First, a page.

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  • Research article
  • Open Access

Reduced order model of flows by time-scaling interpolation of DNS data

Advanced Modeling and Simulation in Engineering Sciences20185:26

https://doi.org/10.1186/s40323-018-0119-2

  • Received: 3 April 2018
  • Accepted: 25 September 2018
  • Published:

Abstract

A new reduced order model (ROM) is proposed here for reconstructing super-critical flow past circular cylinder and lid driven cavity using time-scaling of vorticity data directly. The present approach is a significant improvement over instability-mode (developed from POD modes) based approach implemented in Sengupta et al. [Phys Rev E 91(4):043303, 2015], where governing Stuart–Landau–Eckhaus equations are solved. In the present method, we propose a novel ROM that uses relation between Strouhal number (St) and Reynolds number (Re). We provide a step by step approach for this new ROM for any Re and is a general procedure with vorticity data requiring very limited storage as well as being extremely fast. We emphasize on the scientific aspects of developing ROM by taking data from close proximity of the target Re to produce DNS-quality reconstruction, while the applied aspect is also shown. All the donor points need not be immediate neighbors and the reconstructed solution has equivalent relaxed accuracy. However, one would restrain the range where the flow behavior is coherent between donors. The reported work is a proof of concept utilizing the external and internal flow examples, and this can be extended for other flows characterized by appropriate Re–St data.

Keywords

  • Time-scaling
  • Interpolation
  • LDC
  • Flow past a circular cylinder
  • ROM

Introduction

High performance computing using DNS for complex flow problems provide insight into physical mechanism at prohibitive cost of data storage, as voluminous data are created to resolve small scales in both space and time. DNS of Navier–Stokes equation (NSE) to understand flow generates huge amount of data. The major challenges of big data are processing, storage, transfer and analysis. The central motivations here is to replace time/memory-intensive DNS for the model problems of flow past a circular cylinder and LDC. Similar attempts are recorded in [43, 47] and other references contained therein. Memory requirements of such instability mode-based ROM in [43] come down drastically, due to the requirement of storing only fewer coefficients of the SLE equations and initial conditions. Henceforth this reference will be called SHPG for brevity.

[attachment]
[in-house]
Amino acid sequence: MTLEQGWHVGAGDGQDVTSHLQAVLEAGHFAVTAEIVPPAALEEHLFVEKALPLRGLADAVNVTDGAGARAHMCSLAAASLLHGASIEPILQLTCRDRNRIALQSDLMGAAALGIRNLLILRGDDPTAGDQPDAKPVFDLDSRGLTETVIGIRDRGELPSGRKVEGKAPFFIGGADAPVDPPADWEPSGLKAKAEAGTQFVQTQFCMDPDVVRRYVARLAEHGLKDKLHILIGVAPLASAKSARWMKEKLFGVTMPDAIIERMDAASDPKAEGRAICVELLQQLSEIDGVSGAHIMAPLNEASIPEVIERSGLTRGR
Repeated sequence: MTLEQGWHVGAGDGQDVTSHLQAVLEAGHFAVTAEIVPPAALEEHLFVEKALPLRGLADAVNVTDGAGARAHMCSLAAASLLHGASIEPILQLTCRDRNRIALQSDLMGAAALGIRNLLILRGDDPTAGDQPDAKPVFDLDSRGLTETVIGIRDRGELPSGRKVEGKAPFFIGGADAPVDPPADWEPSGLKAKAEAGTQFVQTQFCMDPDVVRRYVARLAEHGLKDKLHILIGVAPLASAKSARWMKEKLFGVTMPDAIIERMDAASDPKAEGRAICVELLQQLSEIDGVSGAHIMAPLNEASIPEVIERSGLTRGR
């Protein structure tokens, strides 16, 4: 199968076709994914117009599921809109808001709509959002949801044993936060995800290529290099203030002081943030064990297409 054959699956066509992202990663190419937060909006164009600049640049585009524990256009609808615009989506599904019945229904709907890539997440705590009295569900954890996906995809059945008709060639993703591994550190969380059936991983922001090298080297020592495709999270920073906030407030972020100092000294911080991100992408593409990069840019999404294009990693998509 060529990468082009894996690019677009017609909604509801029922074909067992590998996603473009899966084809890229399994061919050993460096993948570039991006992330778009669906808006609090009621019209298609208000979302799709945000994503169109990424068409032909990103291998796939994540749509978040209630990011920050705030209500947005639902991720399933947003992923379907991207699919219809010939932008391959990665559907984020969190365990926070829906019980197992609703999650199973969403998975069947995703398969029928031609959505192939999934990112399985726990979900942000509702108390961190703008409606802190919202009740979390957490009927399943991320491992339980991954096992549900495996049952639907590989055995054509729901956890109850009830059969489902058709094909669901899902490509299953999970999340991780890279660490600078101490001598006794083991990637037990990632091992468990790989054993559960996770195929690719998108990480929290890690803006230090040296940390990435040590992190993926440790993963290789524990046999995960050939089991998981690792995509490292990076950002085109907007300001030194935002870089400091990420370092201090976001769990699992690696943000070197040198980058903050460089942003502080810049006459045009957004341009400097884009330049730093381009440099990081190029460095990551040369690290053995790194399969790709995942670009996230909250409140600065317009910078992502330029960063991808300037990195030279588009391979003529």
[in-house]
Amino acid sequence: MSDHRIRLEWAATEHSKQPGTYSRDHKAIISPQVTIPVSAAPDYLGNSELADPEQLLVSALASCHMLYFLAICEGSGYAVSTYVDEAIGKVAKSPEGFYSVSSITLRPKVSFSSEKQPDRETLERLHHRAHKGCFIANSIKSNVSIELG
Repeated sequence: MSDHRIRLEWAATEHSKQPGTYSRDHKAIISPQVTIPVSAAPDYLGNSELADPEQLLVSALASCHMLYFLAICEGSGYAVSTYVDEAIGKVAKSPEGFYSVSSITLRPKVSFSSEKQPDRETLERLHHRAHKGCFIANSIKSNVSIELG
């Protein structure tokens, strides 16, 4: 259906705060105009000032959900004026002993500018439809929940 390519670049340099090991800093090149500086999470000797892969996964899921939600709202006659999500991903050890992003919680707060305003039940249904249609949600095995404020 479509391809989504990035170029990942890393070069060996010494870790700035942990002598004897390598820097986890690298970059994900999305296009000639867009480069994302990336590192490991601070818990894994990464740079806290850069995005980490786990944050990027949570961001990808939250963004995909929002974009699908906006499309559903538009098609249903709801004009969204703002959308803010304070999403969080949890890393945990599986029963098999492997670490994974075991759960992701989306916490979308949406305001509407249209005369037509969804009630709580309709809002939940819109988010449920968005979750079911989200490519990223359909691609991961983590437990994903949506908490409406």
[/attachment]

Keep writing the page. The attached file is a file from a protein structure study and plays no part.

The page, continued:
There are numerous efforts in developing ROM’s, e.g. via Koopman modes, as in [13, 38]; dynamic mode decomposition in [39]; POD-based analysis of Reynolds-averaged Navier–Stokes (RANS) in [28, 29, 50]. In [10], authors reported low-dimensional model for 3D flow past a square cylinder using solutions of NSE obtained by a pseudo-spectral approach. However, even using thousands of snapshots, the reconstruction error was of the order of \(30 \%\), indicating an exponential divergence between any model prediction and the actual solution outside the snapshot range. In [30], authors used fourth order finite difference scheme for spatial discretization of NSE in primitive variable formulation for time accurate simulation for POD analysis of the flow field. The time discretization used second order accurate, three-time level discretization method, which invokes a numerical extraneous mode. It was noted that with only four POD modes, the model without pressure term gives rise to important amplitude errors which cannot be compensated by an increase in the number of modes. In naive energy-based POD approaches, researchers calculate amplitude functions of POD representation by solving ODE’s derived from NSE by simplifying nonlinear and pressure terms. Iollo et al. [21] have shown that this approach is inherently unstable. Thereafter many stabilisation techniques have been proposed [5, 8, 11, 20] in the finite element framework. A survey on projection based ROM for parametric problems is proposed by Benner et al. [7]. POD-Galerkin continues to be an active field of research for fluid dynamics problems, it has lead to recent successful application to finite volume [24, 52, 53] in velocity–pressure formulation. Generally, this approach enters in the reduced basis framework popularized in the early 2000s [26, 34] which is presented in detail in Quarteroni et al. books [35, 36]. Authors in [31] have also used an adaptive approach to construct ROM with respect to changes in parameters, by first identifying the parameters for which the error is high. Thereafter a surrogate model based on error-indicator was constructed to achieve a desired error tolerance in this work. Recent work lead by Pitton and Rozza [32, 33] has focused on applying ROM to detect bifurcations in the context of fluid dynamics. To do so, they developed accurate ROM and evaluated steady state eigenvalues of these ROM linearized Navier–Stokes operator to detect bifurcations. Yet, it was shown in [23] that singular LDC flow requires extremely accurate numerical schemes due to very high sensitivity to numerical conditions. Consequently, in this paper, we rely on previously established bifurcation diagram (see Refs. [22, 47] for details) to bound the ROM domain.